The McFaul left Batumi on Tuesday but would remain in the Black Sea area, said Commander Scott Miller, a spokesman for the U.S. Navy's 6th Fleet in Naples, Italy.

The U.S. Coast Guard cutter Dallas, meanwhile, was headed for Georgia with a shipment of aid.

Embassy spokesman Stephen Guice did not give details on which ship would aim to enter Poti, but it appeared likely the smaller Coast Guard ship would aim to dock, with the McFaul possibly remaining on guard at sea.

While he did not link it with the U.S. ships, Nogovitsyn said a unit of Russian naval ships was off Sukhumi — the capital of another separatist Georgian region, Abkhazia, on the Black Sea north of Poti. He said the ships were observing the pullout of Russian troops from Georgia.

Nogovitsyn told reporters that 10 ships from NATO nations were currently in the Black Sea and that eight more are to join them soon.

"They have very serious arsenal on their ships," Nogovitsyn said. "The Black Sea is just a small pool for their arms with the range of 2,500 kilometers."

The United States and other Western countries have given substantial military aid to Georgia, angering Russia, which regards Georgia as part of its historical sphere of influence. Russia has also complained bitterly about aspirations by Georgia and Ukraine to join NATO.

Medvedev said Georgian Presdent Mikhail Saakshvili was so bent on gaining control of South Ossetia that he resorted to "genocide."

"Georgia chose the least human way to achieve its goal — to absorb South Ossetia by eliminating a whole nation," Medvedev said.

Hundreds of jubilant Ossetians and Abkhazians spilled onto the streets in their regional capitals after his announcement, waving national flags, firing shots in the air, cheering and dancing traditional Caucasian dances. "This is the happiest day of my life," said Julia Babyeva, 19, as she celebrated the news in the devastated South Ossetian capital of Tskhinvali.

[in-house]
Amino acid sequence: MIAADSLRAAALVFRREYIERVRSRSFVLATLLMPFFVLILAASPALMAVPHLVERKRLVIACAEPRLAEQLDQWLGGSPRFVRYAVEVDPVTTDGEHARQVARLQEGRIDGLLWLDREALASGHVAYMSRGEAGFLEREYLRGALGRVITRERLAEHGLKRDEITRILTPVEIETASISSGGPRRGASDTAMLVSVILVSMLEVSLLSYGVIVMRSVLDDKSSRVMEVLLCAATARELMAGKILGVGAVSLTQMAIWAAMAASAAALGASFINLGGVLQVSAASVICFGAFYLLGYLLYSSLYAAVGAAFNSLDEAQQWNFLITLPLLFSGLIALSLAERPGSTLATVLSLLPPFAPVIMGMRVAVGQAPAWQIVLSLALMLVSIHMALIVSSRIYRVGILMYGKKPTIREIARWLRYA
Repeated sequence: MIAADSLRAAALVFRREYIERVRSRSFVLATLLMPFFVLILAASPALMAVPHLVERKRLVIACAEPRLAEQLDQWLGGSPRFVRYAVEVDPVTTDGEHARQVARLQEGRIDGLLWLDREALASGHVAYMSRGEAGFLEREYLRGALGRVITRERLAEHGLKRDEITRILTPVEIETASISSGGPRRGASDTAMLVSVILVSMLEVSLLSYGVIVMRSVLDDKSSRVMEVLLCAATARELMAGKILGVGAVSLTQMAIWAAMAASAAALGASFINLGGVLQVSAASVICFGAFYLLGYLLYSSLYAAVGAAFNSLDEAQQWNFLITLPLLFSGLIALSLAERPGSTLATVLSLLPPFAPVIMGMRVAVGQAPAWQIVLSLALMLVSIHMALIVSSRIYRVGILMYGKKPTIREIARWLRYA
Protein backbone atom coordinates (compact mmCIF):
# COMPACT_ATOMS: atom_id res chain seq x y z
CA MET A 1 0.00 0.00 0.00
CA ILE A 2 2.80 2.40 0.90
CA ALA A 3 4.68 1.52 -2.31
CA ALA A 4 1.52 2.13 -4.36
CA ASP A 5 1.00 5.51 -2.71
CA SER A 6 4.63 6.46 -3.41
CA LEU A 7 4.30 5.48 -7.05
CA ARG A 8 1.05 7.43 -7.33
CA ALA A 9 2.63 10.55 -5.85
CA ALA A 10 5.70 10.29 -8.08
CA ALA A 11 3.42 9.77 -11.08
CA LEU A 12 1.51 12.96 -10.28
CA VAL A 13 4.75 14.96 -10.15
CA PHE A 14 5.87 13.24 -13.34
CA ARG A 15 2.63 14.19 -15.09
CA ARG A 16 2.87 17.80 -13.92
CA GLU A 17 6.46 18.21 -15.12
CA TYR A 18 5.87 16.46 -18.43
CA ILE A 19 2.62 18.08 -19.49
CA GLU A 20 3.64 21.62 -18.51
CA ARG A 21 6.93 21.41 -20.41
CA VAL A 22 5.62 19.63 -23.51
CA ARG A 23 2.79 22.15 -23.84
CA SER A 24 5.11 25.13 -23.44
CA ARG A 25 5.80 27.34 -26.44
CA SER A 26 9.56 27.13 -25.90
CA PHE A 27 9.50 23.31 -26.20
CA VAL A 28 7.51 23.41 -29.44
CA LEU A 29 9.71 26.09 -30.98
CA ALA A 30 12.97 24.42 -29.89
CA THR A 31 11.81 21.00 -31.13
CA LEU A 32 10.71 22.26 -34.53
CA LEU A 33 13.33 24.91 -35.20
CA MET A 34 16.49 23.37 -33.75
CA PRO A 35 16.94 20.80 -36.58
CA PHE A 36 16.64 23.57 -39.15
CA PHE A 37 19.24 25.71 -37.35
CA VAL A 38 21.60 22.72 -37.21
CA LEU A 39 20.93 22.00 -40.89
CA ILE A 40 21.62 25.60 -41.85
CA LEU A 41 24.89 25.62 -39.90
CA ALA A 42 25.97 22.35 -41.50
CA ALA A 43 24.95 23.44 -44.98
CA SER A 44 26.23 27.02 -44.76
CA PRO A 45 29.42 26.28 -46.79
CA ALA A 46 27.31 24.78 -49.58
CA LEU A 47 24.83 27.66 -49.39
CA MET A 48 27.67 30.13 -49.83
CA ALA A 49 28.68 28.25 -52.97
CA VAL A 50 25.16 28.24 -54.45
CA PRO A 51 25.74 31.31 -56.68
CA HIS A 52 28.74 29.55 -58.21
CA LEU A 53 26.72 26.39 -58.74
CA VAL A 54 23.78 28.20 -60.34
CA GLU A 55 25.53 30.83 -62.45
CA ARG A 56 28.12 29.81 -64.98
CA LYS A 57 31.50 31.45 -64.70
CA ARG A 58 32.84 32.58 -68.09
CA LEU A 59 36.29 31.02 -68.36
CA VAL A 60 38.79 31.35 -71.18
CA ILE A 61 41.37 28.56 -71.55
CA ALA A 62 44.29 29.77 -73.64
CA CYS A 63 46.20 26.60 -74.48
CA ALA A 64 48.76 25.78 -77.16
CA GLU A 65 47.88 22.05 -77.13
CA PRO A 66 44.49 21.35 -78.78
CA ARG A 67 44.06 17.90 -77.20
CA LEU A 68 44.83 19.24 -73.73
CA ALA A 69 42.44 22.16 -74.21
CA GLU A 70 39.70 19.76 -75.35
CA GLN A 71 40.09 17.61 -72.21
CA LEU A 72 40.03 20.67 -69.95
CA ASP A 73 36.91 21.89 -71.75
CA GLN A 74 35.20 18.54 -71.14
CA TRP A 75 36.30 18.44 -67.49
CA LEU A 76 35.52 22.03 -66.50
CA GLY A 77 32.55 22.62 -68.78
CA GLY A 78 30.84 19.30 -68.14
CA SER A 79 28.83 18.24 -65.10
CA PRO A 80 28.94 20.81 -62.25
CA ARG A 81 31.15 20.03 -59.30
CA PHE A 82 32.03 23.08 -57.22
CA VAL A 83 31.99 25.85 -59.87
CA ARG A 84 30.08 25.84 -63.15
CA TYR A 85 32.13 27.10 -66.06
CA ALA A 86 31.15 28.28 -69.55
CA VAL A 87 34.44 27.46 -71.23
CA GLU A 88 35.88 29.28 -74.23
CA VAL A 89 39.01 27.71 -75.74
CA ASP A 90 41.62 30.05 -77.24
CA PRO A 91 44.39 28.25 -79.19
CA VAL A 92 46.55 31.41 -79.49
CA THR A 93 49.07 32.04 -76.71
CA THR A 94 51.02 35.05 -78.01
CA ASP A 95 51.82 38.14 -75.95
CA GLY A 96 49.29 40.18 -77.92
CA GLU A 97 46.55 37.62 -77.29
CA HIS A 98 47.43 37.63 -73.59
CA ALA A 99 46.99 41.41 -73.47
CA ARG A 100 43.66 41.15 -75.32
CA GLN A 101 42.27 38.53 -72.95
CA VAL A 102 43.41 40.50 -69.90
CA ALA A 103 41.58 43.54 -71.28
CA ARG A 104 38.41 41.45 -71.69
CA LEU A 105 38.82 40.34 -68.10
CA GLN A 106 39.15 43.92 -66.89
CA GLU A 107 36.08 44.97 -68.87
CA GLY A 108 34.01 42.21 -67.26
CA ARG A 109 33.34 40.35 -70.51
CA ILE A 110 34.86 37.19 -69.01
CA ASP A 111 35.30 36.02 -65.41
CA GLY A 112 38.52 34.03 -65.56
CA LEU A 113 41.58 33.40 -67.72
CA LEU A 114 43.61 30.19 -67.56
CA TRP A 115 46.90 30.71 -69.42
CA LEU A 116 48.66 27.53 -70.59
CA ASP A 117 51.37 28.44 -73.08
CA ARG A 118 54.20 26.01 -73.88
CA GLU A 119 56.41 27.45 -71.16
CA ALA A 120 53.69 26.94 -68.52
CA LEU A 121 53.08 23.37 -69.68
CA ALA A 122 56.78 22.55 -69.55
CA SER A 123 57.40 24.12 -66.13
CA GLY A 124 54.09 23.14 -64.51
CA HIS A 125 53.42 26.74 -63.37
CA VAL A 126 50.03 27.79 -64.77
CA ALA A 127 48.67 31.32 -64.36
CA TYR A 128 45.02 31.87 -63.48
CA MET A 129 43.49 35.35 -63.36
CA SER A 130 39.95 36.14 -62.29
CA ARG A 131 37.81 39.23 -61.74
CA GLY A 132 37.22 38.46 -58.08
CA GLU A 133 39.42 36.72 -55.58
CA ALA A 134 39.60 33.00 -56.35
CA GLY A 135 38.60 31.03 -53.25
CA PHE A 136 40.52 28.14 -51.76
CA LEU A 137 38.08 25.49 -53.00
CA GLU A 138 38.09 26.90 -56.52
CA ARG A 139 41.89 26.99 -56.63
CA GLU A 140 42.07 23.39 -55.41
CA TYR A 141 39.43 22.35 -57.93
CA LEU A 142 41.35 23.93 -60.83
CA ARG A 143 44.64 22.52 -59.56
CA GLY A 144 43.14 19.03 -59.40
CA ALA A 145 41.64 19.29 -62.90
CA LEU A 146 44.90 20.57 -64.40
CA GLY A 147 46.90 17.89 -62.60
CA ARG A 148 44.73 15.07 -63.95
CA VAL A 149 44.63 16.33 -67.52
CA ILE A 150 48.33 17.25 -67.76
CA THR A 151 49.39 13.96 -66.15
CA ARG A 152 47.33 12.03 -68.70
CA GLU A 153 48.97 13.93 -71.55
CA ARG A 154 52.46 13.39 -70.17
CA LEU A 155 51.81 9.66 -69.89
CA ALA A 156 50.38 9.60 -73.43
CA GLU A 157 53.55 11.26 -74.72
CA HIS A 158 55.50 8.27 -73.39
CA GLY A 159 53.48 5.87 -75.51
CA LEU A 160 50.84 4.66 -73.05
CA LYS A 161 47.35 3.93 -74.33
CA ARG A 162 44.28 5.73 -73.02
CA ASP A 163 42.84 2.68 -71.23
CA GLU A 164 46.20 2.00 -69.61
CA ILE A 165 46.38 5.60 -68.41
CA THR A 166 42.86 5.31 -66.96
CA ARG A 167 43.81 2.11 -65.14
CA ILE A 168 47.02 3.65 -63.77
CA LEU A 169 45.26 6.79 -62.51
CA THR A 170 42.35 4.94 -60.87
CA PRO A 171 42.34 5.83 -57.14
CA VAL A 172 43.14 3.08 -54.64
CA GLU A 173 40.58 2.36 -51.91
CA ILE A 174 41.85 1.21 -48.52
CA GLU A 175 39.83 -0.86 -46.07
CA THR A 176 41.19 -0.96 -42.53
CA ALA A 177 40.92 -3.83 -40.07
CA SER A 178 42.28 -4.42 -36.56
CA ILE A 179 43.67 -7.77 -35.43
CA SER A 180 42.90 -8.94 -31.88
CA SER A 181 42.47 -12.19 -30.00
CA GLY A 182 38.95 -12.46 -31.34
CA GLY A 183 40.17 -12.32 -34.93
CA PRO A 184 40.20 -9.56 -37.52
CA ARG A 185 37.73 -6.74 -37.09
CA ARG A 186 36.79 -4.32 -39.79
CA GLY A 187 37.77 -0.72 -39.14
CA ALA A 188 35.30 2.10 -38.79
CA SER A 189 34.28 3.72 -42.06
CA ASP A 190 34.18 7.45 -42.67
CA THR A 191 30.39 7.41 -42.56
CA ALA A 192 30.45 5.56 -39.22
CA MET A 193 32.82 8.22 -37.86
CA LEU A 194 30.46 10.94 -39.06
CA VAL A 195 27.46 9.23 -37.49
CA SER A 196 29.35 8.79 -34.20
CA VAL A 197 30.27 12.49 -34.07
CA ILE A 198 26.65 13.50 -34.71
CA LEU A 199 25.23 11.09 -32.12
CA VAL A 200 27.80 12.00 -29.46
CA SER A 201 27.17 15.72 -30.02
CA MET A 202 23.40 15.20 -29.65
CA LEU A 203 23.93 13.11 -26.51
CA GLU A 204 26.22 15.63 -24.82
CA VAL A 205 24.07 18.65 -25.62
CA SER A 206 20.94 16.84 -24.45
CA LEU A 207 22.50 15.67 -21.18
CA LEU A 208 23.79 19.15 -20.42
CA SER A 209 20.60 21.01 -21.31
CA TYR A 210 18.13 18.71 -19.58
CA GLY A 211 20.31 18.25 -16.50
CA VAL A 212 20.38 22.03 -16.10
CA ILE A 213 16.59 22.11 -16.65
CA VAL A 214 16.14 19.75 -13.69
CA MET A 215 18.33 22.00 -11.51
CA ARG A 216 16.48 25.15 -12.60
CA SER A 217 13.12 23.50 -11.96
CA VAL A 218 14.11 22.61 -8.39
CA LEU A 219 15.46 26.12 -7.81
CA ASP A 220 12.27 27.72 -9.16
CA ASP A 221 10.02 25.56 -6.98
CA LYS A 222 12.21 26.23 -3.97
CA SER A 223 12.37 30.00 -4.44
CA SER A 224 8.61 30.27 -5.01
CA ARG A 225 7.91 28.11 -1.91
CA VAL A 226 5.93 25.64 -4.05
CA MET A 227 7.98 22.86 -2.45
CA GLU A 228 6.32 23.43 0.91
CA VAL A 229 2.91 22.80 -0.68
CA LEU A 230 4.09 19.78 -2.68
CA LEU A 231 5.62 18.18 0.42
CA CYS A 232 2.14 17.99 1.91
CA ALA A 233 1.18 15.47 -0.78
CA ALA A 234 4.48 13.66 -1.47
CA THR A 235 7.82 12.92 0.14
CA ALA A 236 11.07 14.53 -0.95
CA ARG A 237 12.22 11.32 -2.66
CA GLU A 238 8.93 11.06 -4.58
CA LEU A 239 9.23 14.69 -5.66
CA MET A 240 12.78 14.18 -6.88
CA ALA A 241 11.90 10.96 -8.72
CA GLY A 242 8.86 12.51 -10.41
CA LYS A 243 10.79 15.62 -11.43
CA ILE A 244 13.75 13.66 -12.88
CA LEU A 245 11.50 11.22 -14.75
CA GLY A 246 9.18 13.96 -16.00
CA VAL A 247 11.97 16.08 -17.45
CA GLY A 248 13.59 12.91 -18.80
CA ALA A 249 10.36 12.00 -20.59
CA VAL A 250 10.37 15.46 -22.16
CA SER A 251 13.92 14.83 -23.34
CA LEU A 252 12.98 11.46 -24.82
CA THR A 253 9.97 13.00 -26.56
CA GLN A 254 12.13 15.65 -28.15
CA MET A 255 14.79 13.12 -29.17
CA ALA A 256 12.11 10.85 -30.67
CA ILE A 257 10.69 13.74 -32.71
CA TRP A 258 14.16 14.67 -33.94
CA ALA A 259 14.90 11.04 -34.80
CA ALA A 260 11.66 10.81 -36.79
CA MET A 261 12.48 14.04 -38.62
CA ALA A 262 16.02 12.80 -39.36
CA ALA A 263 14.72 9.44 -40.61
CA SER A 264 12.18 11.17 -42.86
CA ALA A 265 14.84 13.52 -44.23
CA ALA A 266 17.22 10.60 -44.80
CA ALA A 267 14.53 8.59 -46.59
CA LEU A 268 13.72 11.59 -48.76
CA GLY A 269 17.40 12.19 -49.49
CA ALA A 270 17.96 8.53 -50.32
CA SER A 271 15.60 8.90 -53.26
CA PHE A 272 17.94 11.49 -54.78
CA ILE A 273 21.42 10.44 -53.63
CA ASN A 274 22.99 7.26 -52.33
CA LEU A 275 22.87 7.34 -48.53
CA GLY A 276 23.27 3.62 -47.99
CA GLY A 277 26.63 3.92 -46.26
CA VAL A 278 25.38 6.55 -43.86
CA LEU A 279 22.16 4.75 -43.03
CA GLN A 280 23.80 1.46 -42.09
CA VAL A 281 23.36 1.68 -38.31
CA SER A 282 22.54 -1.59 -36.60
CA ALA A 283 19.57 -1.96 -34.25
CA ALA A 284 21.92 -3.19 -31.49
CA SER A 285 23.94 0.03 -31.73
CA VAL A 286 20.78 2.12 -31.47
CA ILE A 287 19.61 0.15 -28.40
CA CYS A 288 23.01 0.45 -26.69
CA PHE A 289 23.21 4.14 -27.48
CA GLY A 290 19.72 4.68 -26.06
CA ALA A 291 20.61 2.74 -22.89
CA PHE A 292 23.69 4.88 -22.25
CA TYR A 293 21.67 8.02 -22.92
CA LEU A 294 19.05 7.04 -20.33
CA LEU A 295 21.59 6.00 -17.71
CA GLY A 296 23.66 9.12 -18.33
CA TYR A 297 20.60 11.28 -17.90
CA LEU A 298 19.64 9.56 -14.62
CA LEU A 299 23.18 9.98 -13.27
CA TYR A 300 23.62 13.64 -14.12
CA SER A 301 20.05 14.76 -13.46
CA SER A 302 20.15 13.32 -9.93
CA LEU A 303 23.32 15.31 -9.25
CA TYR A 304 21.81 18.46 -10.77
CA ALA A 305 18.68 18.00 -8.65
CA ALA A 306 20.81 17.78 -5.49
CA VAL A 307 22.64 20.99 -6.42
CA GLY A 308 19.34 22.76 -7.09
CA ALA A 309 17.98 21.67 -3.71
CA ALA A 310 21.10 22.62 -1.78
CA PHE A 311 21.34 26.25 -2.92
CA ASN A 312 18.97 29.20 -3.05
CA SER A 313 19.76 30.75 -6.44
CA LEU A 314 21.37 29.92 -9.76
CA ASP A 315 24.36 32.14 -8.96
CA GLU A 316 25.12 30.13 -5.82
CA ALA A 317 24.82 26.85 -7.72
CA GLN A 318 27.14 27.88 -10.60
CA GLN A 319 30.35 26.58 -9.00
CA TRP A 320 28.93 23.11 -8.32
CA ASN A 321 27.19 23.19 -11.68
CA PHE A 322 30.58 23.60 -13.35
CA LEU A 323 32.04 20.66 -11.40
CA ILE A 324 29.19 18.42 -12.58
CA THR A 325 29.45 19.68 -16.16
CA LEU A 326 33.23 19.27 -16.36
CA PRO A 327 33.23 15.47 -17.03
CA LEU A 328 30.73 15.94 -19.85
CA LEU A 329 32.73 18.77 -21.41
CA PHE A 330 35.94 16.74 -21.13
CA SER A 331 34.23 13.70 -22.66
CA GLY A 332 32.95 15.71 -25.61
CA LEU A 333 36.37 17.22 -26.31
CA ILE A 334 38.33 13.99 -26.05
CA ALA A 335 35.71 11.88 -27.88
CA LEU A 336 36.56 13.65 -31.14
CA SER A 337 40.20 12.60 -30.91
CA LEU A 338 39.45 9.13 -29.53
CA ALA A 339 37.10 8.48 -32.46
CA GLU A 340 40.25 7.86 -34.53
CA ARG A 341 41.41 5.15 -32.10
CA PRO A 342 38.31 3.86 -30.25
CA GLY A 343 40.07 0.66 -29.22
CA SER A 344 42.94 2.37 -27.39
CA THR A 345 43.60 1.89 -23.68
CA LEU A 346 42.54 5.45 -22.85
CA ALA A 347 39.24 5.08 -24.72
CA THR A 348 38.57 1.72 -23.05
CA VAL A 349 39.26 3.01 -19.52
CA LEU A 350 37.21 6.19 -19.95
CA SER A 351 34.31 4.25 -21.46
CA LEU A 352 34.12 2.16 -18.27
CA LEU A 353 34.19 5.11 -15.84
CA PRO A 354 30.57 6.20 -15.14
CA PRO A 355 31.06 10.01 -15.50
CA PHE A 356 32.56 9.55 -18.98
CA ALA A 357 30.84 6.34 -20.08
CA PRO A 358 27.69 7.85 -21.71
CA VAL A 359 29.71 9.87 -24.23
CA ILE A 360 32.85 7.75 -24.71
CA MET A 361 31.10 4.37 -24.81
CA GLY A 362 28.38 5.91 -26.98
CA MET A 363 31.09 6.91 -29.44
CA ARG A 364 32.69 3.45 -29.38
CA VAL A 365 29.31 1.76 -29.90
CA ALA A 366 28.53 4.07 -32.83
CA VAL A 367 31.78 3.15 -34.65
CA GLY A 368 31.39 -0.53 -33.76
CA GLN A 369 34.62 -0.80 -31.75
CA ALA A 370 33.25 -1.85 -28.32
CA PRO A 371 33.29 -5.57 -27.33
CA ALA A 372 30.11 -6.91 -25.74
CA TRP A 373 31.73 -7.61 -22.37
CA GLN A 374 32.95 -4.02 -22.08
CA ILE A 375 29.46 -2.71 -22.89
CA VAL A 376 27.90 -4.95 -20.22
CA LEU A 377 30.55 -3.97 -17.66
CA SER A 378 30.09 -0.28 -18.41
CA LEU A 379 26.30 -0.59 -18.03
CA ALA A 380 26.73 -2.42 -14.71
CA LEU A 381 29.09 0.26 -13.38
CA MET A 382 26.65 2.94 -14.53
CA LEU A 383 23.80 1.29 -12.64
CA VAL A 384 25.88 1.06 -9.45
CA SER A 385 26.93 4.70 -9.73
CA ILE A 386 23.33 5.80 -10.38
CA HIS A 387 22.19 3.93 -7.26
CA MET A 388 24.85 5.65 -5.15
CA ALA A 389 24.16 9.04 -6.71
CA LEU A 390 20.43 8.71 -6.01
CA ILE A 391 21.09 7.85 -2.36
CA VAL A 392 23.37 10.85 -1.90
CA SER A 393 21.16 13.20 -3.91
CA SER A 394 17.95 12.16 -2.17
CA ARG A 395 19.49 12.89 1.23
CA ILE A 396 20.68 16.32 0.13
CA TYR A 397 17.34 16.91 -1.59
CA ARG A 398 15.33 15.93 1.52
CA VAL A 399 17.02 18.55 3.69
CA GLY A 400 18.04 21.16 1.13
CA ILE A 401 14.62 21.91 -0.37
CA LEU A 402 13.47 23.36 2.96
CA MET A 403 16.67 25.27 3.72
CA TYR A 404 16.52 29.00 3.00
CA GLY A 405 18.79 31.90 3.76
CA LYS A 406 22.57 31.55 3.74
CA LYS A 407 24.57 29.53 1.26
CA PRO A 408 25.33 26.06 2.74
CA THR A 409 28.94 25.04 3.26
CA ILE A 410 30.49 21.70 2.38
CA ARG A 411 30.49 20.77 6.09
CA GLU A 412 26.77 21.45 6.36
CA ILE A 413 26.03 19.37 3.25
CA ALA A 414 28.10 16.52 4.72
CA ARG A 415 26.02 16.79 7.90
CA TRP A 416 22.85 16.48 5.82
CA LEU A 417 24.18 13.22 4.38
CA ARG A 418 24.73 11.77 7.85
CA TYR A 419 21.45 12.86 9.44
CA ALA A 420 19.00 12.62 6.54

Both breakaway regions rely heavily on Russia for pensions and government subsidies. Most people in the two regions have been given Russian passports, and already consider themselves citizens of Russia.

Russia's military presence seems likely to further weaken Georgia, a Western ally in the Caucasus region, a major transit corridor for energy supplies to Europe and a strategic crossroads close to the Middle East, Iran, Afghanistan, Russia and energy-rich Central Asia.

Georgia lashed out at Russia, as expected.

"Russia is trying to legalize the results of an ethnic cleansing it has conducted, to oppose it to the West," Georgia's state minister on reintegration, Timur Yakobashvili, told The Associated Press. "But it will result in Russia's isolation from the world."

In London, British oil company BP PLC announced Monday it has reopened the Baku-Tbilisi-Ceyhan oil pipeline, which runs through Georgia.

The pipeline, which provides some 1 million barrels per day of Caspian Sea crude to international markets, had been closed for more than two weeks after a fire on its Turkish stretch. Kurdish rebels claimed responsibility for the blaze.

———

Associated Press Writers Douglas Birch and Mansur Mirovalev in Moscow and Misha Dzhindzhikhashvili in Tbilisi, Georgia contributed to this report.